Articulating a Vision for Community-Engaged Data Curation in the Digital Humanities

  • Author / Creator
    Zvyagintseva, Lydia
  • The purpose of this study was to identify critical elements in a conceptual model for a community-engaged data curation in the digital humanities, to propose a set of evaluation criteria that would act as guiding principles in pursuing such work in the future, and to explore ways in which community-engaged data curation practice can further the mission of public digital humanities. I selected 28 data curation projects taking place in the digital humanities as my study population and collected data in the form of observations from the project websites, seeking evidence of emergent themes related to the categories of data curation, digital humanities and community engagement. I adopted a grounded theory methodological approach with a pragmatist theoretical perspective, as such approaches aligned well with the evidence-based orientation of this research study.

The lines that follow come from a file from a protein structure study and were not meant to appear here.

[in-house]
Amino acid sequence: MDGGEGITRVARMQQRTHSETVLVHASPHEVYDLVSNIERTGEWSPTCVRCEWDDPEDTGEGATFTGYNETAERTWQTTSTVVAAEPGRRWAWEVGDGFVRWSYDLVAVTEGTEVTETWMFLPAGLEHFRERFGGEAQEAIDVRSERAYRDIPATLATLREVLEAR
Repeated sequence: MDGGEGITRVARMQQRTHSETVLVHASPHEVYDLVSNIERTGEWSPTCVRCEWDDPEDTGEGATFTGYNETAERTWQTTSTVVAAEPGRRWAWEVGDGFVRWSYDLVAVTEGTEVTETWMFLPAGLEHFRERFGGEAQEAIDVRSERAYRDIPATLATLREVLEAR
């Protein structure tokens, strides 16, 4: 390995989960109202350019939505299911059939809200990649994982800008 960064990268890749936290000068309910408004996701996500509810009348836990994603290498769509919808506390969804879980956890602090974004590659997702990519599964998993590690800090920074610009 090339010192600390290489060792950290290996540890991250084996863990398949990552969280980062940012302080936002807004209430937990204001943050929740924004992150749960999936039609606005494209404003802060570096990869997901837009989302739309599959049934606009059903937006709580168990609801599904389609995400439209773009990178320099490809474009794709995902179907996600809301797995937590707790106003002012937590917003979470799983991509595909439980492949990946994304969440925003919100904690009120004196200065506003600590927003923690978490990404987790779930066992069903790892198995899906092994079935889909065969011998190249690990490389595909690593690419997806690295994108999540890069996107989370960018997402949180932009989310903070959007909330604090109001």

Through a constant comparative data analysis method typical in a grounded theory study, I was able to identify the key elements of community-engaged data curation in the digital humanities as being systematic, reflective and participative. Having articulated the key elements of the conceptual model, I constructed an evaluation framework for conducting projects of this nature, with such criteria as adherence to established metadata standards, prioritization of data accessibility, and connecting the goals and mission of the project to its operations and data management practices. Finally, based on the examples observed in the study population, I argue that community-engaged data curation can become a form of advocacy for public digital humanities by seeking partnerships with community groups, committing to making research data accessible and providing meaningful ways for the public to contribute to the research projects.

  • Subjects / Keywords
  • Graduation date
    Spring 2015
  • Type of Item
  • Degree
    Master of Arts/Master of Library and Information Studies
  • DOI
  • License
    This thesis is made available by the University of Alberta Libraries with permission of the copyright owner solely for non-commercial purposes. This thesis, or any portion thereof, may not otherwise be copied or reproduced without the written consent of the copyright owner, except to the extent permitted by Canadian copyright law.